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After Seven Years, the BioPerl Project Reaches a Milestone with 1.0 Release

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Admitting that it’s a bit “unusual” for a software development project to take almost eight years to reach its first whole-number release, Jason Stajich said last week’s launch of BioPerl 1.0 was a long time in coming because its developers simply wanted to get it right.

“We really wanted to be confident that what we were promising was really there,” said Stajich, a PhD candidate at Duke University who heads up the project.

Stajich admitted that the 1.0 stamp, while genuinely denoting a fully stable and “feature complete” toolkit for the majority of biological sequence manipulations in bioinformatics, is “cosmetic in a way.” While there had been a “certain amount of pressure” to put out a 1.0 release, Stajich said a high level of functionality was there all along. “The entire human genome was annotated on BioPerl 0.7,” he noted.

According to its developers, the 1.0 release contains modules for representing biological sequences, protein structure, sequence alignments, Blast and Fasta reports, biological maps, sequence features and their locations, annotations and bibliographic references, phylogenetic trees, and gene structures. It also includes tools to visually render sequences, build and access local sequence indices, and parse and output most major biological sequence formats. Stajich said the toolkit has been made more user-friendly as well, and additional documentation has been added to assist new users.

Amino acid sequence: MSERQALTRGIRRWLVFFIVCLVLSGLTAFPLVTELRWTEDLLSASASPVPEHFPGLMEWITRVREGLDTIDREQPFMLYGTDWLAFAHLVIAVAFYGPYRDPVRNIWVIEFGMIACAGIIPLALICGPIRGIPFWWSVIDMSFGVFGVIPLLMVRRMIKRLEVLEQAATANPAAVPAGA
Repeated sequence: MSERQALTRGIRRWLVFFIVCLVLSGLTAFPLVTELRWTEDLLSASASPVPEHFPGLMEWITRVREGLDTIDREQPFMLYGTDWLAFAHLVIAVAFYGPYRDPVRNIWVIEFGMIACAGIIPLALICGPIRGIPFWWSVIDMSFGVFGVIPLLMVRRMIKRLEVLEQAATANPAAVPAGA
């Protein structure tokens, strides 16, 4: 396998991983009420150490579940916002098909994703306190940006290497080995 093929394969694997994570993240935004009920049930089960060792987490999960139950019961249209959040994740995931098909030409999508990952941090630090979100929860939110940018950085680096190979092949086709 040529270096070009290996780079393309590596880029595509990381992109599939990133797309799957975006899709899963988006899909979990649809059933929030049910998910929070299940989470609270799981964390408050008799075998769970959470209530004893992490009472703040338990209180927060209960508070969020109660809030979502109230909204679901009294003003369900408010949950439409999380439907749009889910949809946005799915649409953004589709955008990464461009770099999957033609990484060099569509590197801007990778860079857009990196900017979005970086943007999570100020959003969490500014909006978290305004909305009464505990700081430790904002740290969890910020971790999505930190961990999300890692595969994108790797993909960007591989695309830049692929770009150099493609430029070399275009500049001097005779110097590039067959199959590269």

James Diggans, a bioinformatics programmer at Gene Logic who uses BioPerl, said the difference “is night and day” between 1.0 and the last stable release, 0.7. “The parsing model for Blast reports has gone to an event-based model, which is much faster and more memory efficient,” he said. “It’s a pretty robust solution.”

The major advantage of the toolkit, according to Diggans, is that it offers a common set of solutions for routine bioinformatics tasks. “If you have a bug in one application, you don’t have to fix it a hundred times. It gets fixed in one place and everyone benefits from the solution.”

Stajich said the hope is that bioinformatics developers will “recognize BioPerl as an accepted standard” and turn to the toolkit instead of duplicating the Perl scripts for the same tasks in different organizations.

BioPerl 1.0 is available at www.bioperl.org.

— BT

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